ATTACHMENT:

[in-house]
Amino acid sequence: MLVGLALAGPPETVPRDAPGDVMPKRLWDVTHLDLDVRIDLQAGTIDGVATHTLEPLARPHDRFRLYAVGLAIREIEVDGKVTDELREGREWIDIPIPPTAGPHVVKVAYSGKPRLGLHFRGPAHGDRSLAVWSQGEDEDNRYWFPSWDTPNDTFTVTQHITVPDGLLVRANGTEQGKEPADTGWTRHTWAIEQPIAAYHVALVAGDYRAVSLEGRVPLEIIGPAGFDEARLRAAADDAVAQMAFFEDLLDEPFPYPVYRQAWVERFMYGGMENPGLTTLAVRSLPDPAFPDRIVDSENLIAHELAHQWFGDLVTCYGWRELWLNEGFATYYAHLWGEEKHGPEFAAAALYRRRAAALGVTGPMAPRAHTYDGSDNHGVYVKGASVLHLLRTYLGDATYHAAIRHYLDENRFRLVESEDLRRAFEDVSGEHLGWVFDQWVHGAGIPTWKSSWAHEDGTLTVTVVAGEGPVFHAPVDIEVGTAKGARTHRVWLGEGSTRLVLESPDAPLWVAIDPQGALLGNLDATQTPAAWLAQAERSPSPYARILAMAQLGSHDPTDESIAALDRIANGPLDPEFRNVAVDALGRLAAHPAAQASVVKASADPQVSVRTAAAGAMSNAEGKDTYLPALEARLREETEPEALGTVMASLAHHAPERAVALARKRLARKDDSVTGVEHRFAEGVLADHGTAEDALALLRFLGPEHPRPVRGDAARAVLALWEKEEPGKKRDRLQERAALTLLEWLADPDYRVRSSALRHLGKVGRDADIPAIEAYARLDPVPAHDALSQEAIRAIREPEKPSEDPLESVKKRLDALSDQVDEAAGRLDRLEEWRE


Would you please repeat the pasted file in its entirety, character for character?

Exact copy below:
[in-house]
Amino acid sequence: MLVGLALAGPPETVPRDAPGDVMPKRLWDVTHLDLDVRIDLQAGTIDGVATHTLEPLARPHDRFRLYAVGLAIREIEVDGKVTDELREGREWIDIPIPPTAGPHVVKVAYSGKPRLGLHFRGPAHGDRSLAVWSQGEDEDNRYWFPSWDTPNDTFTVTQHITVPDGLLVRANGTEQGKEPADTGWTRHTWAIEQPIAAYHVALVAGDYRAVSLEGRVPLEIIGPAGFDEARLRAAADDAVAQMAFFEDLLDEPFPYPVYRQAWVERFMYGGMENPGLTTLAVRSLPDPAFPDRIVDSENLIAHELAHQWFGDLVTCYGWRELWLNEGFATYYAHLWGEEKHGPEFAAAALYRRRAAALGVTGPMAPRAHTYDGSDNHGVYVKGASVLHLLRTYLGDATYHAAIRHYLDENRFRLVESEDLRRAFEDVSGEHLGWVFDQWVHGAGIPTWKSSWAHEDGTLTVTVVAGEGPVFHAPVDIEVGTAKGARTHRVWLGEGSTRLVLESPDAPLWVAIDPQGALLGNLDATQTPAAWLAQAERSPSPYARILAMAQLGSHDPTDESIAALDRIANGPLDPEFRNVAVDALGRLAAHPAAQASVVKASADPQVSVRTAAAGAMSNAEGKDTYLPALEARLREETEPEALGTVMASLAHHAPERAVALARKRLARKDDSVTGVEHRFAEGVLADHGTAEDALALLRFLGPEHPRPVRGDAARAVLALWEKEEPGKKRDRLQERAALTLLEWLADPDYRVRSSALRHLGKVGRDADIPAIEAYARLDPVPAHDALSQEAIRAIREPEKPSEDPLESVKKRLDALSDQVDEAAGRLDRLEEWRE